Instos shunted from the QR moneytrain
After waiting patiently to swoop on the government's stake in QR National, institutional investors have been left eating dust after a savvy deal between the company, a sovereign wealth fund and the government.
Australian institutions were, and largely still are, about $1 billion underweight the company despite its obvious potential for growth, because they were waiting for the State Government to disgorge some or all of its 33 per cent stake.
I mean, what’s the use of an overhang if it doesn’t hang over and provide an opportunity to get cheap stock? The instos were naturally waiting to take the government to the cleaners when it was forced to sell because of the state’s $62 billion in debt, rising to $85 billion.
Then in late August came part one of what looks like a double play.
QR National announced a 52 per cent lift in EBIT, a more than doubling of the dividend and an on-market buyback of 10 per cent of the capital. The stock promptly went to $3.60, up from its 2010 listing at $2.55, before sagging back to $3.40 because of the fall in coal and iron ore prices and then closing on Friday at $3.47.
And then this morning, half the government’s stake gets sold for $3.47, Friday’s closing price… but not to the institutions! Aaargh – they missed out! What’s more the overhang has now gone and the new buyers are long term investors.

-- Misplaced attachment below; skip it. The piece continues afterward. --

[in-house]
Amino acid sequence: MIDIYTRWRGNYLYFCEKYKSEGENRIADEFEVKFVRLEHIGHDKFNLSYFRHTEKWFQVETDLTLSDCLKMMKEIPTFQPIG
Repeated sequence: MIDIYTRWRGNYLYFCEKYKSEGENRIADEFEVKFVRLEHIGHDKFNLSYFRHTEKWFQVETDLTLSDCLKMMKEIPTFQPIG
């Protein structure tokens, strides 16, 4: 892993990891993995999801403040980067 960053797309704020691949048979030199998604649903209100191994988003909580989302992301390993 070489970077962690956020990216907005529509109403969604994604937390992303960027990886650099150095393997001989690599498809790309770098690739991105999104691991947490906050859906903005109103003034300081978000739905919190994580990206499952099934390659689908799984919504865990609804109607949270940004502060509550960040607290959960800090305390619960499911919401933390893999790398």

The 432 million QR National shares are going to just four parties as I understand it: the company itself buying back 288 million for $1 billion, a sovereign welfare fund and two others, one local and foreign, buying another 144 million for $500 million. No book build, no on-market buyback.
It appears that group approached the government some time ago, not the other way around, and the rest of the institutions have been left gasping for air – still underweight and scrambling for stock. As a result the price quickly shot up to $3.64 this morning.
In any case, this is a good result for both the company and the government.
For the government, Treasurer Tim Nicholls gets to spruik that he got 36 per cent more for this parcel than the initial IPO and retires $1.5 billion in debt, and the company is able to have a selective buyback instead of an on-market one, thus leaving institutions underweight. The price is likely to keep rising now.
That’s because they can’t wait for the rest of the government’s stake to come onto the market. It might take a while, and in the meantime there’s a risk the QRN price will move higher on the back of a shortage of stock, a strong balance sheet and the potential of a lot of cost reduction with the government down 16 per cent.
Meanwhile, the company gets to tighten its sloppy gearing slightly while largely removing the overhang. All good.
Follow @AlanKohler on Twitter
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